As to mathematics having its principles [1211] in hypothesis and about hypothesis. Now, the term hypothesis is used in three ways, or indeed in many ways. For according to one usage of the term we have the dramatic revolution; [1212] and in this sense there are said to be hypotheses in the dramas of Euripides. According to a second meaning, we have the investigation of matters in the special in rhetoric; and in this sense the Sophists say that a hypothesis must be proposed. And, according to a third signification, the beginning of a proof is called a hypothesis, as being the begging of certain matters with a view to the establishment of another in question. Thus it is said that Democritus [1213] used a hypothesis, namely, that of atoms and a vacuum; and Asclepiades [1214] that of atoms [1215] and pores. Now, when applied to mathematics, the term hypothesis is to be taken in the third sense.

That Pythagoras was not the only one who duly honoured arithmetic, but that his best known disciples did so too, being wont to say that "all things fit number." [1216]

That arithmetic has as its immediate end chiefly the theory of science, [1217] than which there is no end either greater or nobler. And its second end is to bring together in one all that is found in determinate substance. [1218]

Who among the mathematicians has made any discovery?

Eudemus [1219] relates in his Astrologies that OEnopides [1220] found out the circle of the zodiac and the cycle [1221] of the great year. And Thales [1222] discovered the eclipse of the sun and its period in the tropics in its constant inequality. And Anaximander [1223] discovered that the earth is poised in space, [1224] and moves round the axis of the universe. And Anaximenes [1225] discovered that the moon has her light from the sun, and found out also the way in which she suffers eclipse. And the rest of the mathematicians have also made additions to these discoveries. We may instance the facts -- that the fixed stars move round the axis passing through the poles, while the planets remove from each other [1226] round the perpendicular axis of the zodiac; and that the axis of the fixed stars and the planets is the side of a pentedecagon with four-and-twenty parts.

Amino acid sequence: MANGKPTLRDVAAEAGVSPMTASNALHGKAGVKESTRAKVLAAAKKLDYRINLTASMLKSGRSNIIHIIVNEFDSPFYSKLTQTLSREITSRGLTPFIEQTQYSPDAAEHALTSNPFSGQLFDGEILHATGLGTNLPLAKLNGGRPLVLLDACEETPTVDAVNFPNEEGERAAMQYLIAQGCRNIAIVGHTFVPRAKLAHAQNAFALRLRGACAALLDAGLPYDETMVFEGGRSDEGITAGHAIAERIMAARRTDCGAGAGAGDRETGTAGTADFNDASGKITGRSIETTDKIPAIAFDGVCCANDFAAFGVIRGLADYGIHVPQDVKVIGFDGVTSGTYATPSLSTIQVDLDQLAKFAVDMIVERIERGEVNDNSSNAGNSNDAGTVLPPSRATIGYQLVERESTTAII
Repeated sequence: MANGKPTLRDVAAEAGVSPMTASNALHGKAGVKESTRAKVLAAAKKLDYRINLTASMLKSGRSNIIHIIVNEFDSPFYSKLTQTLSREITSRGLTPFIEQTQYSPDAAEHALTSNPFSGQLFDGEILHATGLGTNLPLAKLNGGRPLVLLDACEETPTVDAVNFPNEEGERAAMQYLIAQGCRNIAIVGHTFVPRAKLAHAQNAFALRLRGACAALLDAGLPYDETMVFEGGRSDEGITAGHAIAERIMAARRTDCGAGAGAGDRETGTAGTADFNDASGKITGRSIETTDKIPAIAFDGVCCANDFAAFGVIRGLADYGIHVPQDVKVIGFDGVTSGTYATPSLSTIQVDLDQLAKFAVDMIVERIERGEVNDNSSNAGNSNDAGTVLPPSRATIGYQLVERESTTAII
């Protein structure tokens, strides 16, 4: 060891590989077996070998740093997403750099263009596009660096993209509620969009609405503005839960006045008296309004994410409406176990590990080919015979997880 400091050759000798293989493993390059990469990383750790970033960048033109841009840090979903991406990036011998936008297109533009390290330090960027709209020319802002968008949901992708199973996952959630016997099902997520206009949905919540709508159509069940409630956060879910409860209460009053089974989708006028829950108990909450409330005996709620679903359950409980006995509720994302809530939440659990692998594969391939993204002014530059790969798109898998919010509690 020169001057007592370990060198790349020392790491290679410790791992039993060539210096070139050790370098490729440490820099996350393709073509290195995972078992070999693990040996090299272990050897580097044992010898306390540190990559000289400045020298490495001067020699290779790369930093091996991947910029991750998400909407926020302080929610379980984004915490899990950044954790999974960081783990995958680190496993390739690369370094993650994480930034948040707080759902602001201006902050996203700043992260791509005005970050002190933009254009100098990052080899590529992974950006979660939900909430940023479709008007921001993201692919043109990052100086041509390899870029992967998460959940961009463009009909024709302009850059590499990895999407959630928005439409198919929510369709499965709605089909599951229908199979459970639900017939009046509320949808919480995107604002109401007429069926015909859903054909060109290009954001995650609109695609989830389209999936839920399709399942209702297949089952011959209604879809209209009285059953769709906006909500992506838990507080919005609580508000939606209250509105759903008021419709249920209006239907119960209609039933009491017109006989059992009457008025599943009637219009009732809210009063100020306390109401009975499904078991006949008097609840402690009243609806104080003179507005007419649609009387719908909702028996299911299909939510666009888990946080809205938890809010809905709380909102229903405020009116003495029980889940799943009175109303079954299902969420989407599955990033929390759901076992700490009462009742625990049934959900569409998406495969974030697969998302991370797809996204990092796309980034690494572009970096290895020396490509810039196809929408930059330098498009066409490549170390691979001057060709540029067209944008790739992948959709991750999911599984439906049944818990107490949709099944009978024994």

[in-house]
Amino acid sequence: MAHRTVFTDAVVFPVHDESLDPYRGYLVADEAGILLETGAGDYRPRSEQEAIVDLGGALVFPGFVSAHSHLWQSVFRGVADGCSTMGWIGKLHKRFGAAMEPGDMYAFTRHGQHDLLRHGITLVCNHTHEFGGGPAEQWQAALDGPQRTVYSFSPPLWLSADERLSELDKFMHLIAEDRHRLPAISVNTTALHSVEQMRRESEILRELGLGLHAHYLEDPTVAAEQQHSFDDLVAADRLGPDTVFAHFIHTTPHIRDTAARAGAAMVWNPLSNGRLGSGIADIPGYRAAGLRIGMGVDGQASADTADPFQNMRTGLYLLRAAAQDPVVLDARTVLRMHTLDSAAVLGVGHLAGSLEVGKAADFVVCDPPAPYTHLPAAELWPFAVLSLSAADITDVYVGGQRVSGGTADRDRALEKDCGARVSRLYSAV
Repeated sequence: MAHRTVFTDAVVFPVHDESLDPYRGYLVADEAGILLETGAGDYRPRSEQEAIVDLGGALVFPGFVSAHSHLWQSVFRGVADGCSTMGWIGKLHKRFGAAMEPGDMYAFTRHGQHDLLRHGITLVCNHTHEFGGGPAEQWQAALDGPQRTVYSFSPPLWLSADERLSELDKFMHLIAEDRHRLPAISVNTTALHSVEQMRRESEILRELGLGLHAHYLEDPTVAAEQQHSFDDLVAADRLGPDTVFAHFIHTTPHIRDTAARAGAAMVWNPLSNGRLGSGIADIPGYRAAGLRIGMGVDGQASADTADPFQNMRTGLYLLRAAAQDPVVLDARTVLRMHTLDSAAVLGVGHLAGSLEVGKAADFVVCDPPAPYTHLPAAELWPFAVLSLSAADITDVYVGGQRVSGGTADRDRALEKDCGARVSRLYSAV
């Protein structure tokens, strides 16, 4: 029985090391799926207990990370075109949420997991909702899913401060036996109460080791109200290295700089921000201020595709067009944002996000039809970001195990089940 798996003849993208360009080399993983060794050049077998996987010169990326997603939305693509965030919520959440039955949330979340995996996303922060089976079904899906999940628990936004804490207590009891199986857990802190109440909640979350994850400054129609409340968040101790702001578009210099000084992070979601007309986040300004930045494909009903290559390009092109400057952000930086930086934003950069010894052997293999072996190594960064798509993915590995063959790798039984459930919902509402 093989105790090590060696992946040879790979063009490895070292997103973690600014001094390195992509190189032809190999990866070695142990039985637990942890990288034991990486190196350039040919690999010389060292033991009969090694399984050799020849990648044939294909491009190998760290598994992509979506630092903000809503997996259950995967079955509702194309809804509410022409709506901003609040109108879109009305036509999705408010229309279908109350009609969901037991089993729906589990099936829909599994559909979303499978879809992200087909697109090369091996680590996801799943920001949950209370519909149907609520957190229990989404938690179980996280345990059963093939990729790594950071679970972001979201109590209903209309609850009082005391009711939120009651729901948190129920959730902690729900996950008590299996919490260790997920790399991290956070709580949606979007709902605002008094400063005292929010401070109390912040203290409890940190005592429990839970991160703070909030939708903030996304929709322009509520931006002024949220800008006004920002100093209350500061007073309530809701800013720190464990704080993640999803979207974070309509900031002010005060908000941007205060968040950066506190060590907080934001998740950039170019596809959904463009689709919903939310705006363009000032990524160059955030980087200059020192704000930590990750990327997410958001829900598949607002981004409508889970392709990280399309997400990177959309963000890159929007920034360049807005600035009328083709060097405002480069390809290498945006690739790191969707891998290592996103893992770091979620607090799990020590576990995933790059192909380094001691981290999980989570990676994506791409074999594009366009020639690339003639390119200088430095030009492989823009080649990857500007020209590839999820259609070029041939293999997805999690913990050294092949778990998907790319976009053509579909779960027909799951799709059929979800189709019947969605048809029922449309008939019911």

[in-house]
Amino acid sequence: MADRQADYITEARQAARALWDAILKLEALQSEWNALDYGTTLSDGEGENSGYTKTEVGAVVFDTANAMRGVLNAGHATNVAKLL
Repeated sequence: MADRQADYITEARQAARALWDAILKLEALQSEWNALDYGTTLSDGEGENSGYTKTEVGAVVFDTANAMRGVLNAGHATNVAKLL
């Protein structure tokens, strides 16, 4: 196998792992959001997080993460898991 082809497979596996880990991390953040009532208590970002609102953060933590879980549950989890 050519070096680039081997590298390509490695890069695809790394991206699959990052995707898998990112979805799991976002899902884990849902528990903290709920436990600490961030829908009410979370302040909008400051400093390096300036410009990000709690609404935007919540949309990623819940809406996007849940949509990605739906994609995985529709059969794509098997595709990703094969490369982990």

[1194] Fabricius, Biblioth. Græca, ed. Harles, vol. iii. p. 462. Hamburg, 1793.

[1195] theorias kai praxeos.

[1196] mathemata.

[1197] to epistemonikon.

[1198] mathesin.

[1199] eilikrine, absolute.

[1200] hulen.

[1201] noeten.

[1202] theoretikos.

[1203] tous pros allela logous.

[1204] somata, substances.

[1205] episteme theoretike.

[1206] pros ten ton hupopiptonton dosin.

[1207] Iliad, iv. 442-443 (Pope).

[1208] semeiou kai grammes.

[1209] to architektonikon.

[1210] analogias.

[1211] archas, beginnings.

[1212] peripeteia, reversal of circumstances on which the plot of a tragedy hinges.

[1213] A native of Abdera, in Thrace, born about 460 b.c., and, along with Leucippus, the founder of the philosophical theory of atoms, according to which the creation of all things was explained as being due to the fortuitous combination of an infinite number of atoms floating in infinite space.

[1214] A famous physician, a native of Bithynia, but long resident in great repute at Rome in the middle of the first century b.c. He adopted the Epicurean doctrine of atoms and pores, and tried to form a new theory of disease, on the principle that it might be in all cases reduced to obstruction of the pores and irregular distribution of the atoms.

[1215] onkois.

[1216] [Wisd. xi. 20; Ecclus. xxxviii. 29 and xlii. 7.]

[1217] ten epistemoniken theorian.

[1218] sullebden katalabein posa te horismene ousia sumbebeken.

[1219] A native of Rhodes, a disciple of Aristotle, and editor of his works.

[1220] A native of Chios, mentioned by Plato in connection with Anaxagoras, and therefore supposed by some to have been a contemporary of the latter sage.

[1221] peristasin, revolution.

[1222] Of Miletus, one of the sages, and founder of the Ionic school.

[1223] Of Miletus, born 610 b.c., the immediate successor of Thales in the Ionic school of philosophy.

[1224] meteoros.

[1225] Of Miletus, the third in the series of Ionic philosophers.

[1226] apechousin allelon.

section xvii be not ignorant